American beaver

As zoologists will know, the English beaver became extinct in the late 1500’s and early 1600’s at the time when the English were colonising the USA, with organisations like The Virginia and Plymouth Companies taking the lead. In America by the mid-1600’s tobacco growing and export had taken off big-time and companies were already looking for value-added ideas, seeking to introduce that magical little something to products that’d already hooked the punters. ("Revenue, boy, revenue. We've got the bastards now so let's keep 'em."

An enterprising employee of one of CORPUS DAVEYs front companies found the answer. Beaver oil was already popular among parfumiers, the oil from glands on the beaver’s stomach being used as a base to which to add lavender etc. Little of the poor animal escaped and, as had been proved back home with its extinction, it was useful in many ways.

What had hitherto been overlooked was the scrotum of the male – tough yet pliable, small yet capacious it was ideal as a tobacco pouch, particularly since it was obviously water-proof and would keep the tobacco moist. Essence of beaver would be naturally absorbed by the tobacco and, so the thinking went, when a chap had a good puff of American baccy, the pheromones released into the atmosphere would do wonders to warm the chilliest of English female parts. Clearly, the odd pinch of snuff imbued with essence of beaver would be attractive to many persuasions. The distinction between male and female essences was blurred, a notion upon which the great perfume houses of today have seized.

Various companies within the CORPUS DAVEY compass, both overt and covert, began to introduce subtle beaver fragrances into their trusses as well, either by soaking them in it or by making them from other beaver parts. As certain religious sects were driven underground fundamentalism grew, accompanied by extreme practices with which, thanks to the book “The Da Vinci Code” by Dan Brown, we are now familiar. In certain quarters the truss became a form of multi-purpose cilice, designed both for pain and pleasure. It was not a new concept because, as you may remember, the founder Roger DeViet developed it back in the 11th century, but now they had a new material – soft, cheap and water-resistant but above all, new to the market.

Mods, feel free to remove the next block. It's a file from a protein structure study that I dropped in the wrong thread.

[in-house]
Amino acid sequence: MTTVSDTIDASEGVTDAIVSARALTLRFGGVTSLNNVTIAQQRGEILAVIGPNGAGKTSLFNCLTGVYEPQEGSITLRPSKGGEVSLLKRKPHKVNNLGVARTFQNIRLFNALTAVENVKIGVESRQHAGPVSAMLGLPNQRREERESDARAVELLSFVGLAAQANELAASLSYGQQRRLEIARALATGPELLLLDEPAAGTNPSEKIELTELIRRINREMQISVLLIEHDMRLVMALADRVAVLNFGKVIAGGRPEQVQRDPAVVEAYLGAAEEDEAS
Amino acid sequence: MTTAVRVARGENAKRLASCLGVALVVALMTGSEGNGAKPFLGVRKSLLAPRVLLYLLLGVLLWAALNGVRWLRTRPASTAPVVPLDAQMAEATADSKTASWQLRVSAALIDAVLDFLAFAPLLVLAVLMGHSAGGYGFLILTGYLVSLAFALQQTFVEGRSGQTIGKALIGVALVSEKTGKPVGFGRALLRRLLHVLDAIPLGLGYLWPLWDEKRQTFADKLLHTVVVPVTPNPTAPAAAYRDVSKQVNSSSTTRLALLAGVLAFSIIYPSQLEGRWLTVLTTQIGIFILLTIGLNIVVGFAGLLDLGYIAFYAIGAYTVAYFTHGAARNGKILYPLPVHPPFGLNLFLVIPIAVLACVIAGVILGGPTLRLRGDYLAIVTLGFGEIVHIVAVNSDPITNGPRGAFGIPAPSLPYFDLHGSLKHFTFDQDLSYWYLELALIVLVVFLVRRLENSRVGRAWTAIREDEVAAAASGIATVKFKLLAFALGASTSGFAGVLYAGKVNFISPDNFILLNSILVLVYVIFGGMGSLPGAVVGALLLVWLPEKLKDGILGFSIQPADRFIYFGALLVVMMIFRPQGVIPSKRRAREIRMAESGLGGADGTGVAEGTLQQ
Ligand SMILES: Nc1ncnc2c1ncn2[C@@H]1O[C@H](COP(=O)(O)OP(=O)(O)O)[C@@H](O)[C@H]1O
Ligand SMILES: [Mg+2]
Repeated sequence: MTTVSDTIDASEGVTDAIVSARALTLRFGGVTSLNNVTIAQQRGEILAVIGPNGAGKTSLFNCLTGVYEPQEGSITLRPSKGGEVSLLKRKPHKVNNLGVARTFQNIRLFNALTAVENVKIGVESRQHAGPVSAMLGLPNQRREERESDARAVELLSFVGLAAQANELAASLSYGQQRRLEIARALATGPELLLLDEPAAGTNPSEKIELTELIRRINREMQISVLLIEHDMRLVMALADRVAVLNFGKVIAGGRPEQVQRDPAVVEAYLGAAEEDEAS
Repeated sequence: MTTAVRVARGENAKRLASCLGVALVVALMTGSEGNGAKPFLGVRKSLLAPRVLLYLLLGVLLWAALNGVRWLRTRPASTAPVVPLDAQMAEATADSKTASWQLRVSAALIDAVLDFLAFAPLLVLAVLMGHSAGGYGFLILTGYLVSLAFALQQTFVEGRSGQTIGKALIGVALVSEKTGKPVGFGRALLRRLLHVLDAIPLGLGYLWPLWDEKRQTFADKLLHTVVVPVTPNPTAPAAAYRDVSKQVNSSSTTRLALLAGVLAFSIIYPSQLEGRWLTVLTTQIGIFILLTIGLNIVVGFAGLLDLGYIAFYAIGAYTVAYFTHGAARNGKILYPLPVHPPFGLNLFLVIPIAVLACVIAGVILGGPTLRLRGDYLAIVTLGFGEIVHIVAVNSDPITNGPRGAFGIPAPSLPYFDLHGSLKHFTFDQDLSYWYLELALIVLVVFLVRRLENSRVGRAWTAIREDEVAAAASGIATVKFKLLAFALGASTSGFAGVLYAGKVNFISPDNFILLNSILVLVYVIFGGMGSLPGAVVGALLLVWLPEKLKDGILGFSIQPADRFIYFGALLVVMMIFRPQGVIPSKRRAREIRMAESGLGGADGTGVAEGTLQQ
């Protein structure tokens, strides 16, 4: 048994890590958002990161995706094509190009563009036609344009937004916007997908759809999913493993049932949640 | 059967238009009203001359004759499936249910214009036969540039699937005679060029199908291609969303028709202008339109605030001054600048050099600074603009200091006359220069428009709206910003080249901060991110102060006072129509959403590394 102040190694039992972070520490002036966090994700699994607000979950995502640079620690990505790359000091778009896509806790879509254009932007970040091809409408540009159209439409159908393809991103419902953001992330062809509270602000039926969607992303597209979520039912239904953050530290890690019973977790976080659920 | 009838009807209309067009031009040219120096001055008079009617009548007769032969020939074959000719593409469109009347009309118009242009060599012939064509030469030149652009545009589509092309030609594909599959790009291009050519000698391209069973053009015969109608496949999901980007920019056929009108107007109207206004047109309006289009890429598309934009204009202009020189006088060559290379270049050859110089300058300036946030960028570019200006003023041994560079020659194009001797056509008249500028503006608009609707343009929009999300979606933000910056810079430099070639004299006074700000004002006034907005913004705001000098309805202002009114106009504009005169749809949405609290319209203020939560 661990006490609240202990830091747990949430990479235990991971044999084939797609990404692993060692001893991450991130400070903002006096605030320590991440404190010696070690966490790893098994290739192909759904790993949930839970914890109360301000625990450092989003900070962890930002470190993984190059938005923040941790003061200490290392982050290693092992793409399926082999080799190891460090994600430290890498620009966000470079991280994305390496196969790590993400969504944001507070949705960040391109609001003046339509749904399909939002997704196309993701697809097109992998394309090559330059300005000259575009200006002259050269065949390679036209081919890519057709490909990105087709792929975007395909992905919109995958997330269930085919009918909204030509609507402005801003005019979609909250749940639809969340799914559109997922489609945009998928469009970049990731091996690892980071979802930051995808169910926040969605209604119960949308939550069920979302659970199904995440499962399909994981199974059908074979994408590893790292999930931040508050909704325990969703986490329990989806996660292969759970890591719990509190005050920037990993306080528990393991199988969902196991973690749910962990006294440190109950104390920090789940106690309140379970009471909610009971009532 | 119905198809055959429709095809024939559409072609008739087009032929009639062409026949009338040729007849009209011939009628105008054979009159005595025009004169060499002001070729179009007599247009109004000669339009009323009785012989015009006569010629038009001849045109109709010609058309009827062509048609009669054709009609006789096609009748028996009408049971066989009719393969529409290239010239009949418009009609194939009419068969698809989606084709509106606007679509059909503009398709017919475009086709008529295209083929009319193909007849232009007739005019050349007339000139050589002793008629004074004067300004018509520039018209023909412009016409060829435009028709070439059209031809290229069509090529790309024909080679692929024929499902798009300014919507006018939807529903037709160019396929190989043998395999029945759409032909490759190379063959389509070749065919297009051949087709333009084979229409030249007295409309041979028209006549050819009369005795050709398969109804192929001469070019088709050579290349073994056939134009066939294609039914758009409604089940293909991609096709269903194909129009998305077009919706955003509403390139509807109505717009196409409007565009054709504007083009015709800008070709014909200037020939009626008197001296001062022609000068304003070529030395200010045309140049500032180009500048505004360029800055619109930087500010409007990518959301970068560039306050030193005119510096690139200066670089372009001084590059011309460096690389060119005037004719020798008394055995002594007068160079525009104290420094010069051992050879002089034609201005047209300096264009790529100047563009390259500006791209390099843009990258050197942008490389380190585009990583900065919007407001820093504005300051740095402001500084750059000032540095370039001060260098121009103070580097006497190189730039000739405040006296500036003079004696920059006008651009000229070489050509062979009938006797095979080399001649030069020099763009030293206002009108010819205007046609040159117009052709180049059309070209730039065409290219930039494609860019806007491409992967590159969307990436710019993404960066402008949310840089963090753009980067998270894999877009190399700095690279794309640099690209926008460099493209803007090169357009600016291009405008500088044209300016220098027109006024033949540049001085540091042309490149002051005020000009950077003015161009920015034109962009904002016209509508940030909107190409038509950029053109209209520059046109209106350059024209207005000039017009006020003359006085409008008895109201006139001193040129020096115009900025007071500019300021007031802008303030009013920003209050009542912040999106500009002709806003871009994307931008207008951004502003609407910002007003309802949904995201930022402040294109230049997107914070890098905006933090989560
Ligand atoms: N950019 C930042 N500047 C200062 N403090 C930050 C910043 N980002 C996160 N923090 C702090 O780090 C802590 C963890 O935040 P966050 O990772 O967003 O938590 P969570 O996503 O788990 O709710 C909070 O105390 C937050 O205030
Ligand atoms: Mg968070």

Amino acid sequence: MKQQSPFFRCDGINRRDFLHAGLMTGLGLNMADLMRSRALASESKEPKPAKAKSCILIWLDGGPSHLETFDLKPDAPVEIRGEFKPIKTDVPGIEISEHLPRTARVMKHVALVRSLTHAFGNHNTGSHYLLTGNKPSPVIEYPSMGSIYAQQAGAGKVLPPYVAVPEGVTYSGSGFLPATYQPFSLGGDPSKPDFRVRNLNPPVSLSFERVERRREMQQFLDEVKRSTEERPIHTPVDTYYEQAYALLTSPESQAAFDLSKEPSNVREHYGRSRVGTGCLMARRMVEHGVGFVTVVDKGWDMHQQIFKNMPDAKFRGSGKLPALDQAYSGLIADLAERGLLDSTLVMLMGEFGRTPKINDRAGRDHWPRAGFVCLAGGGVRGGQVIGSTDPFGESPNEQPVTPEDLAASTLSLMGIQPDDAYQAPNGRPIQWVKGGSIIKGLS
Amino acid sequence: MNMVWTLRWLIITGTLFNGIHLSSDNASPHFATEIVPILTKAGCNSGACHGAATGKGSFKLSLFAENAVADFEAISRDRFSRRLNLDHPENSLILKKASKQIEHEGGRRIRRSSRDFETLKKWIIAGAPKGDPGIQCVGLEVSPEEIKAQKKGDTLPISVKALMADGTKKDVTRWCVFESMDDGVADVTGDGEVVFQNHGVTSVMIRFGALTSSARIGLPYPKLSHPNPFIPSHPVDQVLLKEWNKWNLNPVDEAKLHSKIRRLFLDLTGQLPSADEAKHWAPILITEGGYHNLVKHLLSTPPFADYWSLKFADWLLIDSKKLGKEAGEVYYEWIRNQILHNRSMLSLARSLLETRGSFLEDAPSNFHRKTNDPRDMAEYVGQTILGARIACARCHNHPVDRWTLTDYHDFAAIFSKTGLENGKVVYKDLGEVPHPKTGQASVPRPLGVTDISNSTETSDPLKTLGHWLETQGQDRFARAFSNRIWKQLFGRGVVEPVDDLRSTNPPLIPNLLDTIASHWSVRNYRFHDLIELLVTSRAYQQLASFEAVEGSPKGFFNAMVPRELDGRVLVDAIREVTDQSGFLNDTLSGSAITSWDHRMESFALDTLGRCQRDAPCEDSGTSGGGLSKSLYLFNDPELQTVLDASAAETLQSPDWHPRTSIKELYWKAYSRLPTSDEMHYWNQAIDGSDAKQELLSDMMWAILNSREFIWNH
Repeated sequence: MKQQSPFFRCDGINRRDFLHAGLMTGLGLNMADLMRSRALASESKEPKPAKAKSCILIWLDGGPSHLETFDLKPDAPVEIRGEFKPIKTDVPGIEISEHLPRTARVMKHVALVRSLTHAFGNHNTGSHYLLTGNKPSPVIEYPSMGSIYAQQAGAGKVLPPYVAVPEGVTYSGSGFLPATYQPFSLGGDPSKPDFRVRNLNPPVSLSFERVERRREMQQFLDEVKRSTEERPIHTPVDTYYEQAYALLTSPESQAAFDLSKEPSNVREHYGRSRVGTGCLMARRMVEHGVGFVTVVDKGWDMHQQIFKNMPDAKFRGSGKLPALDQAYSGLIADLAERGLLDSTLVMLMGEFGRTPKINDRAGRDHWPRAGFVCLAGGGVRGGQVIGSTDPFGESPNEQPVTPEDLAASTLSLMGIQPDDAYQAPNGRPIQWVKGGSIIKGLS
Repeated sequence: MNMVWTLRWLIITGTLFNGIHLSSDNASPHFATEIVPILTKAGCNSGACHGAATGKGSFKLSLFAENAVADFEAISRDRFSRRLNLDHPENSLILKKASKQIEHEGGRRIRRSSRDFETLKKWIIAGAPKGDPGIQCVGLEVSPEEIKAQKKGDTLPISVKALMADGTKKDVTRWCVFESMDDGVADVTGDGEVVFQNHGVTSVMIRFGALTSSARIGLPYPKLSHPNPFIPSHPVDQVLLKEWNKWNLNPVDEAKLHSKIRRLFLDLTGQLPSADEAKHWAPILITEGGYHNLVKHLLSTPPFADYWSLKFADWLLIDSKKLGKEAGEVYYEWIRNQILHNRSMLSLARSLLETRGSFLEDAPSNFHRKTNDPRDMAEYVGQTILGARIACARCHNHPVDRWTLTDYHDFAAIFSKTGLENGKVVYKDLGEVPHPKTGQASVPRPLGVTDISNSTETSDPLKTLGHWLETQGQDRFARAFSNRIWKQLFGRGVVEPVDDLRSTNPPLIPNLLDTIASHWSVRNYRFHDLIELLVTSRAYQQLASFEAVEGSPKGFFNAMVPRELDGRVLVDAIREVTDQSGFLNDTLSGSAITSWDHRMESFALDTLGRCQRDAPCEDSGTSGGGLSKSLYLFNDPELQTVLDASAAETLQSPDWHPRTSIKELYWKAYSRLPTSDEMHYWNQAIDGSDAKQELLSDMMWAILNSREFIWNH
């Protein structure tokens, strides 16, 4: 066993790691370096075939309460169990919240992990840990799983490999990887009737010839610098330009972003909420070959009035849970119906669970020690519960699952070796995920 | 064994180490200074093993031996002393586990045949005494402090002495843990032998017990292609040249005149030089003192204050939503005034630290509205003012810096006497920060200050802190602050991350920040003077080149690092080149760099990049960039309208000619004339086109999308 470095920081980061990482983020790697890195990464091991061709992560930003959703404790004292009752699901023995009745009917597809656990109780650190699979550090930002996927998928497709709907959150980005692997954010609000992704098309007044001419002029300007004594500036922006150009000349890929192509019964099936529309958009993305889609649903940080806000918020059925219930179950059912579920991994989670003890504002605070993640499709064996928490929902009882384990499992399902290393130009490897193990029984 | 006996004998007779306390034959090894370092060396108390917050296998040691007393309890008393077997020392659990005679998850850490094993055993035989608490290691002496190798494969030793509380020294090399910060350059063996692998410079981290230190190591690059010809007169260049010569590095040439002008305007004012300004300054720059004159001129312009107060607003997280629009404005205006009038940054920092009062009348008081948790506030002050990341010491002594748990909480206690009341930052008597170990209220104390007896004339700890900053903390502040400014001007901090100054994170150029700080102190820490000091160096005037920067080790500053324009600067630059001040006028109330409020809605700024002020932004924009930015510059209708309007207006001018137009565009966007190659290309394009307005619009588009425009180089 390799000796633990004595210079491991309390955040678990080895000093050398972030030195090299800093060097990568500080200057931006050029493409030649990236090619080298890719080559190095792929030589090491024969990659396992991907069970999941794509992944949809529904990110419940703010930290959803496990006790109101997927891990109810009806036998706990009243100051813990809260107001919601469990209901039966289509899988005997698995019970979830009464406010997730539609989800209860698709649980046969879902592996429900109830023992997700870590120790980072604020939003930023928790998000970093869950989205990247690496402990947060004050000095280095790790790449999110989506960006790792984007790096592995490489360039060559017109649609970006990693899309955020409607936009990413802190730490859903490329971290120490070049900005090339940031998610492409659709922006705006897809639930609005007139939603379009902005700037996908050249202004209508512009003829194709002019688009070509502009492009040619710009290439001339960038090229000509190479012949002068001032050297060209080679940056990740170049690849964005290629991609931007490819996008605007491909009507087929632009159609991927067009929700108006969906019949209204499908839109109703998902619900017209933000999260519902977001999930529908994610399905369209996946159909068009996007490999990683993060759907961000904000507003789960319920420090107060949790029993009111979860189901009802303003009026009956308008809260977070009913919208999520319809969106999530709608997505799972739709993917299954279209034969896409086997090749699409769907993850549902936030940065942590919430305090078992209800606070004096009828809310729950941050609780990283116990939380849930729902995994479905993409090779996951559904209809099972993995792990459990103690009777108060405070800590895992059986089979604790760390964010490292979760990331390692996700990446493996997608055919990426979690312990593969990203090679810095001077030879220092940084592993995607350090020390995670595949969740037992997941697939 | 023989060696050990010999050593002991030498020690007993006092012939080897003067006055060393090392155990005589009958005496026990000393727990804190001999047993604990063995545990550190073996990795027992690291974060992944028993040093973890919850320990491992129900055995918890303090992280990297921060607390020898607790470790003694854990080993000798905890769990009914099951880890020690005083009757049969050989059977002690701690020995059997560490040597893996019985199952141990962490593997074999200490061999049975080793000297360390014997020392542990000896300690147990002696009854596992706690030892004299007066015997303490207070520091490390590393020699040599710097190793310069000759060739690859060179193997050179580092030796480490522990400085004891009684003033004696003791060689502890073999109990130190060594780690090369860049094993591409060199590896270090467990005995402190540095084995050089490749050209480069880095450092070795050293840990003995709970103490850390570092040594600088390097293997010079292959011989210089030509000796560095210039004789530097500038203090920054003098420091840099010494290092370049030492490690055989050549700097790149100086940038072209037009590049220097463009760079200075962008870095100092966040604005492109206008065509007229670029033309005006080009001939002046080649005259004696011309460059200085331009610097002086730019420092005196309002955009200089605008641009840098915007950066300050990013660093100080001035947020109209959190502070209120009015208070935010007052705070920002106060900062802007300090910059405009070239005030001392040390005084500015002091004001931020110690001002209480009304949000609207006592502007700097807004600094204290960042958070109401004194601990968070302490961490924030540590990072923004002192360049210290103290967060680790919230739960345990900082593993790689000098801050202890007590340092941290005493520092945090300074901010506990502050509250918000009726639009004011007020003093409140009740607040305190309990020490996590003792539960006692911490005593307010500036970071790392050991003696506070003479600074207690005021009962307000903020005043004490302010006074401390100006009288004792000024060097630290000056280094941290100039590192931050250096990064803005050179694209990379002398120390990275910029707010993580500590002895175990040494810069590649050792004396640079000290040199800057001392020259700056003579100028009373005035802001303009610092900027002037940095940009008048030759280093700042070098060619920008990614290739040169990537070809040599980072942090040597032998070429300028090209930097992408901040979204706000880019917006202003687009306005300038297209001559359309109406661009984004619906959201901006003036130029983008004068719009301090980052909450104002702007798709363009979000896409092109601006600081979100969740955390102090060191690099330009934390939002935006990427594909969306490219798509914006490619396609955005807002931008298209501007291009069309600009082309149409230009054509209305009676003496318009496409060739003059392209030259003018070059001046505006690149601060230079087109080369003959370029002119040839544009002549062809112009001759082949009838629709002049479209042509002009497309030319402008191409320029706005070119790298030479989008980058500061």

Now, the line between pain and pleasure is indistinct (Marquis de Sade “sex without pain is like food without taste”) and one of CORPUS DAVEY’s mottos is “never waste an opportunity”. So, whereas the traditional Catholic cilice is clearly designed for the former function, our CD company thought it wise to market their version of special beaver pelt trusses to accommodate all tastes. Several models have been discovered, all based on the original design of Roger DeViet and comprising a slim metal framework, animal skin linings and a front and rear pouch, depending on its’ function. By the simple expedient of adding, say, mink pelt to the front pouch you have a deluxe leisure version; whereas by incorporating devices like small protruding nails to the frame and mustard powder or similar irritants you end up with a very unpleasant garment indeed, depending on your personal preferences.

No actual examples exist but it’s believed there was scope in some models, based on evidence that DeViet sought revenge for late payment of invoices by adding lice or leeches, for small live animals like hamsters or guinea pigs to be integrated for the more discerning executive. Whether this concept was for pain or pleasure will remain a mystery until our scholars conduct some experiments, although we do have one account of an Italian army priest serving in the northern Sahara in the 1930’s who was thought to have suffered the introduction of baby scorpions. The attendant swelling, even under a designer cassock, must’ve been impressive and given the Bedouin considerable pause for thought.

One of the first CD companies involved in the combined tobacco and beaver pouch innovation was English American Tobacco Ltd (EAT Ltd). With the rapid development of beaver products, a subsidiary was set up called English American Tobacco Beaver Ltd (EAT Beaver Ltd). For reasons that are not entirely clear, given the company’s rampant success and a society gagging for new experiences, it didn’t last long but the title became a practice and passed into legend.